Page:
The Island Where She Lived Had Banned Childbirth for 12 Years. Then She Woke Up with Severe Pains.
The tiny island of Fernando de Noronha is often described as “Amazing with kids” in online reviews. Little do travelers know that the small island, population 3,016, has a unique law: no children. That all changed one day in May 2018.
12. Island Paradise
Fernando de Noronha is an archipelago consisting of 21 islands and iselts. The island is about 220 miles away from the Brazilian coast. This remote island has picturesque views and is a UNSECO-designed World Heritage Site and tourists are charged an “environmental preservation fee.”
11. No Childbirth
Fernando de Noronha is in the far eastern part of Brazil. It has this rule for a very simple reason: the island doesn’t have the infrastructure for childbirth or prenatal care. Pregnancy is complicated and if a woman needed care, it’d be very hard to receive it. That rule was still in place as of 2018…
10. Children Welcome
Fernando de Noronha will gladly let children live and visit, but the island officials have banned childbirth. For 12 years, the island has carefully avoided any births, but that was about to change in May 2018.
9. Getting Proper Care
Prenatal care is very important, and the island officials wanted to make sure that any expectant mothers get the vital care they need for a happy, developing baby. If a woman gets pregnant while on the island, she must travel 227 miles to the city of Natal.
8. Hospital Services
In Natal, women can get the care they need and give birth. The island officials take maternal health very seriously and will transfer the women to a hospital if they start to go into labor while on Fernando de Noronha.
7. Keeping the Law
The local authorities don’t exactly fine people or send pregnant women to jail, but they take maternal health seriously and have taken on the role of transferring pregnant women to hospitals where they will safely give birth. The local government pays each woman return airfare, and also for an escort, to take them to safety on the mainland.
6. Not Alone
Although Fernando de Noronha is unique because of the government ban, it is far from the only remote place where women travel a long way to receive access to gynecological and maternity care. Women in Haiti or sub-Saharan Africa must walk for hours – or be carried – to be able to deliver safely. Even in places in rural America, like Winfield, Alabama, access to maternity care is sparse, with women traveling up to 90 miles away just to find trained doctors.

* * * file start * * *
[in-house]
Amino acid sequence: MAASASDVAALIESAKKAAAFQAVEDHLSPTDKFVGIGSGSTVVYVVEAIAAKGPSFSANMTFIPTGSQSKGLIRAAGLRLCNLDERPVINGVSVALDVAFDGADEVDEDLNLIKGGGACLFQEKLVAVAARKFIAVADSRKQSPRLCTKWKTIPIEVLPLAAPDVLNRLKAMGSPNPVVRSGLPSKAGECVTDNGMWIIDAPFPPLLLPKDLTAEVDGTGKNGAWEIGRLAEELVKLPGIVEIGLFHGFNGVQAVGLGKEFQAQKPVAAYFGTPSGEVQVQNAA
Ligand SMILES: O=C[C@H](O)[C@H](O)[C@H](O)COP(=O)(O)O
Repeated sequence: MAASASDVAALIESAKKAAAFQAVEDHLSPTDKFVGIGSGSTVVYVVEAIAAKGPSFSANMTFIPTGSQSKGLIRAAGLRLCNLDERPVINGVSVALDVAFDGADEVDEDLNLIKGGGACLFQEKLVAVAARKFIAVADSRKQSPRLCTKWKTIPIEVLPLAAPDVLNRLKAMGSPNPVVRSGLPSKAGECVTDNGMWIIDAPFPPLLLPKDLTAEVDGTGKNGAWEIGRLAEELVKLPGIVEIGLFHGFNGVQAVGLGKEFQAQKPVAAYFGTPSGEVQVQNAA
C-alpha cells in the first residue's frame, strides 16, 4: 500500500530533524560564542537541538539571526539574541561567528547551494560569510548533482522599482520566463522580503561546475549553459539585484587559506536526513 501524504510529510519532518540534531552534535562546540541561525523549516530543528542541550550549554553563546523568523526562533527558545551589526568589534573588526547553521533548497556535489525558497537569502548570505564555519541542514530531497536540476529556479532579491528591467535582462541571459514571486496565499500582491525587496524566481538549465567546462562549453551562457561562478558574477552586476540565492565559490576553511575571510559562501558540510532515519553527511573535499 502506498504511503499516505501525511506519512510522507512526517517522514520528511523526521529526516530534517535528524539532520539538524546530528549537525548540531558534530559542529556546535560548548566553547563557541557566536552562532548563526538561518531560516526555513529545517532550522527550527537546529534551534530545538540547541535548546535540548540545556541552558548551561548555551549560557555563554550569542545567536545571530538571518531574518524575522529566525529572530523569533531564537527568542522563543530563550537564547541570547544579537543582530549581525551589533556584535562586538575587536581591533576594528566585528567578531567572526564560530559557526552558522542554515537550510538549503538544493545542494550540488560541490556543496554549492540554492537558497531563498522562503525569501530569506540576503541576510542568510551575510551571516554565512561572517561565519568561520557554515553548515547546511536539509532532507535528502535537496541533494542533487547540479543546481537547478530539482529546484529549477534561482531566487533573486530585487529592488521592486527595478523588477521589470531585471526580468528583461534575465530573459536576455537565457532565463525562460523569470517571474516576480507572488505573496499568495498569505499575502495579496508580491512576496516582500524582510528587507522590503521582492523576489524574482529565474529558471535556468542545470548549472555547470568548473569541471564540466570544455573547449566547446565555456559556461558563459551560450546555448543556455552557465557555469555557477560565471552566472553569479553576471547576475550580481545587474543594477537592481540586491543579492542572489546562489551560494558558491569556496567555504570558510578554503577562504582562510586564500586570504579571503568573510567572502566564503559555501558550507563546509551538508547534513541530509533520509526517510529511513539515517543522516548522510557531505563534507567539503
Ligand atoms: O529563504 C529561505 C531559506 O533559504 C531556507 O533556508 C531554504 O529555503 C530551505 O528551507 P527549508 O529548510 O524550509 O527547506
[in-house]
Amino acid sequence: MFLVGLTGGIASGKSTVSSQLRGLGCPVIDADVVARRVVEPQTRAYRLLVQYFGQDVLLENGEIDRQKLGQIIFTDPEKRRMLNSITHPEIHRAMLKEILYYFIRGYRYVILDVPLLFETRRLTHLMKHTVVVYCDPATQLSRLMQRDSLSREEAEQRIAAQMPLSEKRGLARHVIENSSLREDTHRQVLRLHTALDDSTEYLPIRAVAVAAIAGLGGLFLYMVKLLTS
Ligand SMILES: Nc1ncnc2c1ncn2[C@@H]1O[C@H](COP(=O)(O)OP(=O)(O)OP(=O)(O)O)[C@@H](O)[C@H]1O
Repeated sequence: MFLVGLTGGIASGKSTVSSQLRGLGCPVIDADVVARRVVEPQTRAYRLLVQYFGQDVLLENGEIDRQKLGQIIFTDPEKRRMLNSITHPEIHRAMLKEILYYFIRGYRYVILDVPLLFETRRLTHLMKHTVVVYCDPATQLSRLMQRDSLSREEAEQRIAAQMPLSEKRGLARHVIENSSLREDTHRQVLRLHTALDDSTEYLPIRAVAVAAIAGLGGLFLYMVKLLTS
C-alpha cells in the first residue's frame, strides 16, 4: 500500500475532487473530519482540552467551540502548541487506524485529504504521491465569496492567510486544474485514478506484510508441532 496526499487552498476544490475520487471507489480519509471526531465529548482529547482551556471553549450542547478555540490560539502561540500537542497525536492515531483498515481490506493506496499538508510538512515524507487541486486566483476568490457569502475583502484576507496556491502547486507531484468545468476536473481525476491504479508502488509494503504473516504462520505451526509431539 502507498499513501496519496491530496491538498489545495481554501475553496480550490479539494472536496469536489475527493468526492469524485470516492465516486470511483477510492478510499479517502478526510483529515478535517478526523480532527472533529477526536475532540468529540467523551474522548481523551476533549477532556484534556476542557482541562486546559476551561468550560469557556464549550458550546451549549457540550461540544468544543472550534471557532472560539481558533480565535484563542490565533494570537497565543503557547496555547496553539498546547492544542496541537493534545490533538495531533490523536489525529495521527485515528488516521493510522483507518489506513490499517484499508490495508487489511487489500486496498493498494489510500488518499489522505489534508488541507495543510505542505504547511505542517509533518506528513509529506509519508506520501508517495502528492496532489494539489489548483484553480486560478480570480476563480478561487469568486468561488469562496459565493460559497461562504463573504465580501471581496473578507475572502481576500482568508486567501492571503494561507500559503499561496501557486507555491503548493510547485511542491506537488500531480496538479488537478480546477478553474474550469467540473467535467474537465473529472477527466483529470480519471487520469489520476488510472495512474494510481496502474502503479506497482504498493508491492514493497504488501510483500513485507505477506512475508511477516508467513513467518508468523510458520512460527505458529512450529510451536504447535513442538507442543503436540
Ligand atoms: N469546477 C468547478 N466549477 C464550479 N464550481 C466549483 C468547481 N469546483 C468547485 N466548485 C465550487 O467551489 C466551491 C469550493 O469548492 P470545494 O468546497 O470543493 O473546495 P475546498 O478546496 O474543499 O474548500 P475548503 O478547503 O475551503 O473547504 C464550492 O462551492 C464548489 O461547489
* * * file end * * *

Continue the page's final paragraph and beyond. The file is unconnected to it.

5. Tourist Heaven
Fernando de Noronha is a haven for tourists who love recreational diving. The city is spread between 21 islands, islets and rocks of volcanic origin. The islands of this archipelago are the visible parts of a range of submerged mountains. The main island has an area of 18 km. There are daily flights to Natal.
4. May 18, 2018
Women on Fernando de Noronha took the ban seriously, since it is their health, and that of their unborn babies, that is at stake. No woman had given birth on Fernando de Noronha in 12 years. But on May 18, 2018, that changed. A 22-year-old local woman who did not know she was pregnant suddenly went into labor.
3. Surprise Pregnancy
The baby was a surprise. Although the young woman had another child, born on the mainland, she didn’t think she was pregnant. A negative pregnancy test, coupled with no symptoms until a labor pain, convinced her she was not pregnant. The woman didn’t realize what was happening until she felt a strong pain and saw a baby sliding down her legs.
2. Rushed to the Hospital
The woman and the father quickly called an ambulance. Although the maternity ward of the island’s hospital had closed in 2004, the doctors and staff helped the woman. Maintaining a maternity ward was not considered financially viable, since it costs about $40,000 a month. With fewer than 40 births on the island a year, it was considered too expensive. However, the cost of the air services provided can range at over $82,000 a year. For that reason, many people think the government should change its policy.
1. A New Island Resident
The unidentified mother is grateful for the care she received on the tiny island. Her baby is a little girl who will grow up in the conservation-minded archipelago. The story of her birth may prompt serious changes in Brazilian maternity and baby care.